"Sulaymaniyah is one of the most picturesque places I’ve ever visited, flanked by majestic mountains, rolling hills, and glassy lakes. But, driving up into those mountains the evidence of decades of war and conflict is apparent; dozens of landmine signs warning of anti-personnel mines, anti-tank mines, mortars, and other unexploded ordnance mark the hillsides."
One of the measures of the health of a sport is youth participation. As times change and there is more competition for kids’ time, how can you keep them invested in a sport like baseball, which has complex rules and proficiencies? Major League Baseball (MLB) is taking a close look at baseball in America, particularly among young people. Recent measurements show that the number of 6-18 year-olds playing baseball dropped 7% from 2008-2012, and MLB attendance rates overall are down 8% from 2008. While attendance rates have plateaued for several years, they have never fully recovered to the attendance rates of 2007 and 2008.
To combat these declines, MLB looked to their Reviving Baseball in Inner Cities (RBI) program, a sports based youth development program designed to get more young people in urban areas involved with baseball. They wanted to know how they could keep baseball exciting for kids today, while at the same time keeping true to the values that make baseball so special.
Every sport has certain truths we all accept. You can’t touch the ball with your hands in soccer. A touchdown is worth six points. You can’t walk (or run) with the ball in basketball. But what if these rules weren't fixed? When you were a kid, did you ever reinvent part of a game due to obstacles or necessity? Maybe the power lines on your street kept knocking down passes so you re-did the down. Maybe your mom told you that you had to let your little brother play with your friends, so you made him play offense the entire game (even if you were not going to pass to him).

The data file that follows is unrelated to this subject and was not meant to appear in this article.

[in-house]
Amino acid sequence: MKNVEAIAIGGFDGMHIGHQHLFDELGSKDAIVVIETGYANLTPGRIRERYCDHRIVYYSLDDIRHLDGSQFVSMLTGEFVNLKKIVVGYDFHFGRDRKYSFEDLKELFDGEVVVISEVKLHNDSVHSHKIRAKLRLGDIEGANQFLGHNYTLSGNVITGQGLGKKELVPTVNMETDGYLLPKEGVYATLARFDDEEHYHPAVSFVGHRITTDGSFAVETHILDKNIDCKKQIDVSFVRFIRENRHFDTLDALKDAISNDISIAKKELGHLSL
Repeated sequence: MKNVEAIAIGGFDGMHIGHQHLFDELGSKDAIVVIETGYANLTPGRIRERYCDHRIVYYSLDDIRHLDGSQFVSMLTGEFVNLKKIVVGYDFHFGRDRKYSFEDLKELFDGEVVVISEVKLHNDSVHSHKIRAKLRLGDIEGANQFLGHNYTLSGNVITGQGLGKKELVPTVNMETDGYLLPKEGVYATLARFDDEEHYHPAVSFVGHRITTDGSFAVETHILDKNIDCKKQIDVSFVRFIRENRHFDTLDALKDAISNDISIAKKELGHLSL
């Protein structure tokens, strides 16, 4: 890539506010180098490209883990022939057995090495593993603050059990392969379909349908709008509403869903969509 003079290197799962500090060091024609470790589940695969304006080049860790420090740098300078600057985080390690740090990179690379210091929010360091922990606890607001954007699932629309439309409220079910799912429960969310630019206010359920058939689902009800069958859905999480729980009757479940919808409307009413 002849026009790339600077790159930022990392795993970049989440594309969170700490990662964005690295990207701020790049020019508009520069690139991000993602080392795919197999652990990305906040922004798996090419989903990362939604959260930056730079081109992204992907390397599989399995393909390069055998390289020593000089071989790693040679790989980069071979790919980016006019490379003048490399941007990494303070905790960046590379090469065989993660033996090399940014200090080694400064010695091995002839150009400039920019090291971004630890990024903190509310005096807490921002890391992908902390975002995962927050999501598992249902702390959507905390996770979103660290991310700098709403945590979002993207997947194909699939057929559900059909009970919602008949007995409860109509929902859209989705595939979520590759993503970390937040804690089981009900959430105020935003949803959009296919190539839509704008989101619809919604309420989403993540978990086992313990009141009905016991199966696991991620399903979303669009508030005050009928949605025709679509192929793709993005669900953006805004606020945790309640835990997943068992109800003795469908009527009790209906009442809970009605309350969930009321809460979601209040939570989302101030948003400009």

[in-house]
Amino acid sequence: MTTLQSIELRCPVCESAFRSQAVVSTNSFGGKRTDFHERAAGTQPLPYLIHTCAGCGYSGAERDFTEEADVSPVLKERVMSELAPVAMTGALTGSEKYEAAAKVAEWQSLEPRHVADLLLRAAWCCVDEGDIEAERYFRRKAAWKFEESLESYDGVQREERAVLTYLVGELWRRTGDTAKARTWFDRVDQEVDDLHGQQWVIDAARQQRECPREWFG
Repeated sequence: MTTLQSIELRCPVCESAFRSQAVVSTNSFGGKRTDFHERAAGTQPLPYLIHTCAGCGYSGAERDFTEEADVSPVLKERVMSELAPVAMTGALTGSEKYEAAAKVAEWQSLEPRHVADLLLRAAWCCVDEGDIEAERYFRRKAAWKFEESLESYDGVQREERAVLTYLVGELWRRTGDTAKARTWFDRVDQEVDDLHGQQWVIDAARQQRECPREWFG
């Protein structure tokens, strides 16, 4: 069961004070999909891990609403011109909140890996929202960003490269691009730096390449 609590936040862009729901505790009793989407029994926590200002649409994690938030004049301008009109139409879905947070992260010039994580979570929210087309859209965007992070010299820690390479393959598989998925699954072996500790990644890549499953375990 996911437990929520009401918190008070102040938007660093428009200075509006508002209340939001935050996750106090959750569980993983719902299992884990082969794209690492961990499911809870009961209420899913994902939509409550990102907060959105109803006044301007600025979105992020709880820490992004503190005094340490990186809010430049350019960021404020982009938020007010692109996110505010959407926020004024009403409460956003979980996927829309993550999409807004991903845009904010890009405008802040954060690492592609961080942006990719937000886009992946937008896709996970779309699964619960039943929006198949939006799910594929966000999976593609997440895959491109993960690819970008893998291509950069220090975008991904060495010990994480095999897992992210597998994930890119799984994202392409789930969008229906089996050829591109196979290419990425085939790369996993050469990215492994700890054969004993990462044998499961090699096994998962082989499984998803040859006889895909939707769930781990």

Edgework has worked on the frontlines of sports-based youth development and trauma-sensitive curriculum and program design for more than 15 years. We specifically engage in projects and communities where access to clinical care can be limited, and so our work has taken us across the United States and to parts of Africa, Asia and the Middle East.
Kids Play International, founded by three-time winter Olympian Tracy Evans, is a unique kind of sports based youth development program. First, it operates in Rwanda, a country that is still recovering and healing from the 1994 genocide. Second, KPI addresses one of the most critical issues facing the developing and developed world: gender equity. And finally, they are committed to achieving their outcomes through a long-term intervention in one special community in south central Rwanda, the town of Gatagara.